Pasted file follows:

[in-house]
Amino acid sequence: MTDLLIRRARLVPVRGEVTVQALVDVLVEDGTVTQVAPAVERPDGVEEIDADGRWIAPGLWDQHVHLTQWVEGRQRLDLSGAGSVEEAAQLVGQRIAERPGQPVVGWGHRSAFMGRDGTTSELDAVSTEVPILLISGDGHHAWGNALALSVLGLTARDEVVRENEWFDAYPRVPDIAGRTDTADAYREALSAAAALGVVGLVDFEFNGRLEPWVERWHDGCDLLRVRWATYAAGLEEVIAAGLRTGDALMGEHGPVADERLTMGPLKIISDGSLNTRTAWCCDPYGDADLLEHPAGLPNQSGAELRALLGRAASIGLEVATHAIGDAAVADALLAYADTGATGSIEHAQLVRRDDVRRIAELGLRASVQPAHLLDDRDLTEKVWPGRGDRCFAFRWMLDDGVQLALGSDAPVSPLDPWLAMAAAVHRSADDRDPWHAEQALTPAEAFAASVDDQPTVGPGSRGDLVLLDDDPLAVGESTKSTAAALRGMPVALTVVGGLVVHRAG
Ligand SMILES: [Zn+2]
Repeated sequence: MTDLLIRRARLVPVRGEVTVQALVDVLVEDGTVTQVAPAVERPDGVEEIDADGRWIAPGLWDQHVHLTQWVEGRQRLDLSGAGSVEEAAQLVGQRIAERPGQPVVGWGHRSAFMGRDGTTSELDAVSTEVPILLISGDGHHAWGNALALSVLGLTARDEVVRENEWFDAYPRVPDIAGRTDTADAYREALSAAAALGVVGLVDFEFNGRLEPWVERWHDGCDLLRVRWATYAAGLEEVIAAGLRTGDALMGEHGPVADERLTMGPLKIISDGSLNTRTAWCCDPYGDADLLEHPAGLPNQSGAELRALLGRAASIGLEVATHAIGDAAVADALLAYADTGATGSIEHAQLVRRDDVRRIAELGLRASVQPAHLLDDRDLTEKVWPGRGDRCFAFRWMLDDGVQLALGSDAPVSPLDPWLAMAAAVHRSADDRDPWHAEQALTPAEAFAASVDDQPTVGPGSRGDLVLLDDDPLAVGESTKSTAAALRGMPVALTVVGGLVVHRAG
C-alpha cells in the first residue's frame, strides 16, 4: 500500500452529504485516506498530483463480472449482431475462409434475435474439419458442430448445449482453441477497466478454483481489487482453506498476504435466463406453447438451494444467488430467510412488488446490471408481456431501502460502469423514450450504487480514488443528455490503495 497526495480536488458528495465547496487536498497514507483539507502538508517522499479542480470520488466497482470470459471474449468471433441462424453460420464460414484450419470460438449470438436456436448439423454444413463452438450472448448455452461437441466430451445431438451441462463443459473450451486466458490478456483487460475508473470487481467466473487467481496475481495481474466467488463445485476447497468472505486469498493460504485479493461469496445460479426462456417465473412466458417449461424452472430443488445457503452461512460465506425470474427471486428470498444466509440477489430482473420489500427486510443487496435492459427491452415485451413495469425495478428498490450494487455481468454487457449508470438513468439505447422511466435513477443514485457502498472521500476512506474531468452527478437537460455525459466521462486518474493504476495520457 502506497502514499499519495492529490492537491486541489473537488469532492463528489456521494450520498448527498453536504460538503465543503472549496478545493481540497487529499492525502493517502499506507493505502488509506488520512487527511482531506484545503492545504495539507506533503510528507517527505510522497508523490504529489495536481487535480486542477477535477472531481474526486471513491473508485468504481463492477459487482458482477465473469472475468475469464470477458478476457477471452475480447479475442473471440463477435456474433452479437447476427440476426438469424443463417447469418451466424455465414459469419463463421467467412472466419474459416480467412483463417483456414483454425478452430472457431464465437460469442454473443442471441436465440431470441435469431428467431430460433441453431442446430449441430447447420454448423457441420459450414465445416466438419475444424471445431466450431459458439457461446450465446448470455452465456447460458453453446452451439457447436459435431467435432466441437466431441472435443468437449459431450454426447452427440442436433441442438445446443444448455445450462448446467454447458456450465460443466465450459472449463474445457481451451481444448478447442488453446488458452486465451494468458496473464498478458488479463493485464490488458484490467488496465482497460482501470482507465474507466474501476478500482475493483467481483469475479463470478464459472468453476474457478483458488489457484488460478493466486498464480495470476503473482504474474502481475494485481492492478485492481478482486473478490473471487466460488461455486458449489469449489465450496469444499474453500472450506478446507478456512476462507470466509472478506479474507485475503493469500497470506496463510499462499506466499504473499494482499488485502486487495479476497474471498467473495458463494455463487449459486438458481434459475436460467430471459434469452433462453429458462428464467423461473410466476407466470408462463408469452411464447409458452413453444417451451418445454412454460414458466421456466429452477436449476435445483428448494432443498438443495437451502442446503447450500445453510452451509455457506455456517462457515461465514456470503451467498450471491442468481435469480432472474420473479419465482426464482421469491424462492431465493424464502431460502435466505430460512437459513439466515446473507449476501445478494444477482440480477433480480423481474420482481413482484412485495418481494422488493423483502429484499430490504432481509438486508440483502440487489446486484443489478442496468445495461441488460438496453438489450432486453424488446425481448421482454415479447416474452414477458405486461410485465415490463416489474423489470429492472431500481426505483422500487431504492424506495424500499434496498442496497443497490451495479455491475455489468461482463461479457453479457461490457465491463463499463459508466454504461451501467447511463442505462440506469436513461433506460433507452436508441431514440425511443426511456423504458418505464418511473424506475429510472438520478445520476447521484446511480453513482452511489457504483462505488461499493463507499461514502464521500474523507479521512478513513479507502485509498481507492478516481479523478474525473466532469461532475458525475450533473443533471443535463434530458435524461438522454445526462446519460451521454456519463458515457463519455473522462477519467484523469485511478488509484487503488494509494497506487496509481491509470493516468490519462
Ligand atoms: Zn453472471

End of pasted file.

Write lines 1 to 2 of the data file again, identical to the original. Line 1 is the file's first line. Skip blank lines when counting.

[in-house]
Amino acid sequence: MTDLLIRRARLVPVRGEVTVQALVDVLVEDGTVTQVAPAVERPDGVEEIDADGRWIAPGLWDQHVHLTQWVEGRQRLDLSGAGSVEEAAQLVGQRIAERPGQPVVGWGHRSAFMGRDGTTSELDAVSTEVPILLISGDGHHAWGNALALSVLGLTARDEVVRENEWFDAYPRVPDIAGRTDTADAYREALSAAAALGVVGLVDFEFNGRLEPWVERWHDGCDLLRVRWATYAAGLEEVIAAGLRTGDALMGEHGPVADERLTMGPLKIISDGSLNTRTAWCCDPYGDADLLEHPAGLPNQSGAELRALLGRAASIGLEVATHAIGDAAVADALLAYADTGATGSIEHAQLVRRDDVRRIAELGLRASVQPAHLLDDRDLTEKVWPGRGDRCFAFRWMLDDGVQLALGSDAPVSPLDPWLAMAAAVHRSADDRDPWHAEQALTPAEAFAASVDDQPTVGPGSRGDLVLLDDDPLAVGESTKSTAAALRGMPVALTVVGGLVVHRAG